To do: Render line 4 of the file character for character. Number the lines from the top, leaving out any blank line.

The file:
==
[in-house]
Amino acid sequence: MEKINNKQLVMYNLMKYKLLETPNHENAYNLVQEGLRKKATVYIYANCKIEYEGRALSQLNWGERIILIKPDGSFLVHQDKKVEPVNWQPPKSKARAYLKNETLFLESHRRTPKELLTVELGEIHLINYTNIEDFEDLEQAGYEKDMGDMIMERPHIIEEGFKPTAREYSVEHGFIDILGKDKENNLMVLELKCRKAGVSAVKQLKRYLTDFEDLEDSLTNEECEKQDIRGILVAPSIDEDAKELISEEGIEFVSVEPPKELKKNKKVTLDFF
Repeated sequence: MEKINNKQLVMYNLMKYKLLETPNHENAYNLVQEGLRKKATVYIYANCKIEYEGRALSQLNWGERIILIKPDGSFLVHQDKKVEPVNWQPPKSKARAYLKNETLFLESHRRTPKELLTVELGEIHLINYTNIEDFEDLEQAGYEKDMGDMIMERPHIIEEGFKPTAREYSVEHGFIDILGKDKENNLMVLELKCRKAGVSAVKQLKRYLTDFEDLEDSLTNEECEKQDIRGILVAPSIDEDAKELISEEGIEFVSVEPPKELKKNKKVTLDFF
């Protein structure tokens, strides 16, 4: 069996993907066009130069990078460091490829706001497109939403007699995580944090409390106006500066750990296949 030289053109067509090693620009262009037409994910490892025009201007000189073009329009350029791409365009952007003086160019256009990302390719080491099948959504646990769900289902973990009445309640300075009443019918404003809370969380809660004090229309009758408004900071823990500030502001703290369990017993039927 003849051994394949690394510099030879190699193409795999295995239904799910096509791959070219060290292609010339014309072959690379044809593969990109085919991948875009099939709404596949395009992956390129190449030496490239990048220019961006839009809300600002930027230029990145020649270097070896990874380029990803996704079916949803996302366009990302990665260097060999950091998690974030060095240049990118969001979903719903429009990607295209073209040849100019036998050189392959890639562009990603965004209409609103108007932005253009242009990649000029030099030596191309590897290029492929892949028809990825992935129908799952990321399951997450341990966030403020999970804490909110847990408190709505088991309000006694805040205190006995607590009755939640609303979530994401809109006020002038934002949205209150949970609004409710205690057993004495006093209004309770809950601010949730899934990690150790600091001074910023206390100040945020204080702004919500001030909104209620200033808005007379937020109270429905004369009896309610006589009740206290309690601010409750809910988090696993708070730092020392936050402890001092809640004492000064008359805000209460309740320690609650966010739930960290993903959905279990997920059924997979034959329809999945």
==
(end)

């Protein structure tokens, strides 16, 4: 069996993907066009130069990078460091490829706001497109939403007699995580944090409390106006500066750990296949 030289053109067509090693620009262009037409994910490892025009201007000189073009329009350029791409365009952007003086160019256009990302390719080491099948959504646990769900289902973990009445309640300075009443019918404003809370969380809660004090229309009758408004900071823990500030502001703290369990017993039927 003849051994394949690394510099030879190699193409795999295995239904799910096509791959070219060290292609010339014309072959690379044809593969990109085919991948875009099939709404596949395009992956390129190449030496490239990048220019961006839009809300600002930027230029990145020649270097070896990874380029990803996704079916949803996302366009990302990665260097060999950091998690974030060095240049990118969001979903719903429009990607295209073209040849100019036998050189392959890639562009990603965004209409609103108007932005253009242009990649000029030099030596191309590897290029492929892949028809990825992935129908799952990321399951997450341990966030403020999970804490909110847990408190709505088991309000006694805040205190006995607590009755939640609303979530994401809109006020002038934002949205209150949970609004409710205690057993004495006093209004309770809950601010949730899934990690150790600091001074910023206390100040945020204080702004919500001030909104209620200033808005007379937020109270429905004369009896309610006589009740206290309690601010409750809910988090696993708070730092020392936050402890001092809640004492000064008359805000209460309740320690609650966010739930960290993903959905279990997920059924997979034959329809999945």